A beautiful spring day here in the Twin Cities. Well, my half. The western half. The food trucks are back, which is a good sign:
Oh boy! New Zealand pies! They must be awesome, because . . . New Zealand's cool, I guess
I looked up at one of the towers across the street, and the lights weren’t on.
I wonder if there’s anyone up there.
The crazy street preacher did not show up, which was probably good. He was unnerving people. Shouted a particularly crude version of the promise of eternal life in racial terms. A man on a bike stopped to tell him he was being annoying, and he just berated him some more, calling him the N word; the man on the bike replied that he was not, in fact, an N-word at all. Stop saying that. Then the preacher continued on and railed at me standing outside the StarTribune office, apparently believing I owned the newspaper, or at least was responsible for its content.
And now it's back to . . .
The Clark-Adams is a standard-issue big-city office block. Announced in 1925 as a 25-story structure, the Bankers Building. Completed in 1927 at 41 stories. Guess they just couldn’t stop.
The lower floors are standard-issue 1927, with Deco-influenced bas reliefs.
Height of the style at the time:
The dudes are GNARLY
It’s the rest of the thing that makes me wonder. It’s quite stark. You have to ask: is it startlingly modern, or were they just cheap? Here's a rendering from its grand opening:
It’s all brick, and I guess the white brick was too expensive to replace - look at the left side. When they repaired old bricks, they didn’t bother to match them. It looks ragged, and sooty.
On the same street you’ll find this elegant beheamoth.
Why yes, it is from the 30s. The Field Building, finished in 1934.
This, like all other skyscrapers, is a hand-made object. Everything was put in place by hand. It went up in the trough of the Depression, the largest office building in town, a statement of faith.
The 1934 newspapers are full of ads from companies announcing that they were making the move to the new tower, and one story showed its fancy mailbox-elevator tracking display.
Either would be a centerpiece in any other town. Here they're eclipsed.
And now, we suspect, the time of tall towers is over.
For some reason I can’t remember, we are in Judith Gap.
And what might that be? The greatest peril is the “CHANGE IN THE CHARACTER OF OUR PEIOPE,” because “the road by which republics fall is the road of EASE AND PERSONAL INDULGENCE.”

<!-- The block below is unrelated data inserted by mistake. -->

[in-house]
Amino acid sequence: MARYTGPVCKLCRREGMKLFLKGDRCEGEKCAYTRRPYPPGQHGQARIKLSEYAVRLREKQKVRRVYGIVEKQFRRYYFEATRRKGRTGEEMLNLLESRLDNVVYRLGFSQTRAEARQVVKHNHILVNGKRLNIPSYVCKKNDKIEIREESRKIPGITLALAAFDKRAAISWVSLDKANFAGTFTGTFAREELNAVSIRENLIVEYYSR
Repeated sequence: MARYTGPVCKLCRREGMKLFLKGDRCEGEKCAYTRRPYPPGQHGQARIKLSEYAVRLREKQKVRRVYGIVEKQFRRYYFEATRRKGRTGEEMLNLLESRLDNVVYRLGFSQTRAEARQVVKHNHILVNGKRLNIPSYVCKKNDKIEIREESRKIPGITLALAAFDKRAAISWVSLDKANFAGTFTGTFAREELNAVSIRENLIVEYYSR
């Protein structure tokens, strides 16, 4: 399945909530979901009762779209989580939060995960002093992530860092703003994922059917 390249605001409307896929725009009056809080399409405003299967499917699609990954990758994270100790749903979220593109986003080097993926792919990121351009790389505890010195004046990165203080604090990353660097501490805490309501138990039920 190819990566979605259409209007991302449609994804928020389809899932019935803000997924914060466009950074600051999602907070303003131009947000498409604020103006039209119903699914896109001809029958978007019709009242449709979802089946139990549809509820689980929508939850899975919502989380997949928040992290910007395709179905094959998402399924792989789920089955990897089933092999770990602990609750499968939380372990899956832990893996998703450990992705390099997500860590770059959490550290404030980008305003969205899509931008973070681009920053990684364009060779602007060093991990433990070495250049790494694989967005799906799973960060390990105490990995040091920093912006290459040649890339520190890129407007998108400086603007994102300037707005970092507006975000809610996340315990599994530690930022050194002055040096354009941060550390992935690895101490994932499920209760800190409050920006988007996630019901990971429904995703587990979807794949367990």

Well, set your mind at peace, sir, no danger of that ever happening.
THIS JUST IN
A full and complete list follows.
We must ORGANIZE ALL MEN and achieve STEAM
They loved their caps in this journal. Boosting for a bigger town, you say? The train did indeed come to town, but let’s just say it didn’t give rise to a thriving monopoly. The town has 110 people today.
The editorial page starts out with some statistics proving why Judith Gap is the place to be:
Nihill is gone. "Once home to two general stores, a grain elevator, lumber yard, blacksmith shop, school and a church, Nihill only lasted as a community for about 20 years."
Something on your mind? Ask the experts at the Journal!
||No one uses it today, but was once common enough:
As Wikipedia puts it:
The first recorded use of the word was employed by the press in 1906 to avoid the "short and ugly word" (liar) in connection with the "mutual accusations of inveracity" which arose between President Theodore Roosevelt and Senator Benjamin Tillman of South Carolina over the railroad rate bill. The phrase was adopted to describe any person President Roosevelt accused of dishonesty. The name derived from the story of Ananias, who fell dead when he lied to the apostle Peter about a financial transaction.
Which we saw a few weeks ago in cartoon form from Raphael.
A man on the plains of Montana wants to know:
Well, yes and no.
A show at the Opera House, a bite and a bump at the eatery - town life was pretty good.
Now it’s gone. The whole place.
That should do! Fifties interiors await.